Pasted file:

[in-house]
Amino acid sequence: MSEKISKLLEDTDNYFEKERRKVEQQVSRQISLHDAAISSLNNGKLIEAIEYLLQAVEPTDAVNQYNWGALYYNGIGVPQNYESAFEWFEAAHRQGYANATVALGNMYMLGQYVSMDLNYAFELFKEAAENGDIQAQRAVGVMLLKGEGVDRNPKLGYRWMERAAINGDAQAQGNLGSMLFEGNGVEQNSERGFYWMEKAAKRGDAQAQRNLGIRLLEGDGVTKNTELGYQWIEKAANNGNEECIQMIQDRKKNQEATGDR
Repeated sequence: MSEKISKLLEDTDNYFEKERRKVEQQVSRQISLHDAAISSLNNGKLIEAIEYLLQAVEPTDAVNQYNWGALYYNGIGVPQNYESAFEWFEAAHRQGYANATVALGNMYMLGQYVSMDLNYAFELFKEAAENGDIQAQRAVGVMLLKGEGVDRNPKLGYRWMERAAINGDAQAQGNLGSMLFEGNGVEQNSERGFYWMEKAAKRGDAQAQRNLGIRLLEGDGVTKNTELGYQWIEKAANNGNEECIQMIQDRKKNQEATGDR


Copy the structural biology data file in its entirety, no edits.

[in-house]
Amino acid sequence: MSEKISKLLEDTDNYFEKERRKVEQQVSRQISLHDAAISSLNNGKLIEAIEYLLQAVEPTDAVNQYNWGALYYNGIGVPQNYESAFEWFEAAHRQGYANATVALGNMYMLGQYVSMDLNYAFELFKEAAENGDIQAQRAVGVMLLKGEGVDRNPKLGYRWMERAAINGDAQAQGNLGSMLFEGNGVEQNSERGFYWMEKAAKRGDAQAQRNLGIRLLEGDGVTKNTELGYQWIEKAANNGNEECIQMIQDRKKNQEATGDR
Repeated sequence: MSEKISKLLEDTDNYFEKERRKVEQQVSRQISLHDAAISSLNNGKLIEAIEYLLQAVEPTDAVNQYNWGALYYNGIGVPQNYESAFEWFEAAHRQGYANATVALGNMYMLGQYVSMDLNYAFELFKEAAENGDIQAQRAVGVMLLKGEGVDRNPKLGYRWMERAAINGDAQAQGNLGSMLFEGNGVEQNSERGFYWMEKAAKRGDAQAQRNLGIRLLEGDGVTKNTELGYQWIEKAANNGNEECIQMIQDRKKNQEATGDR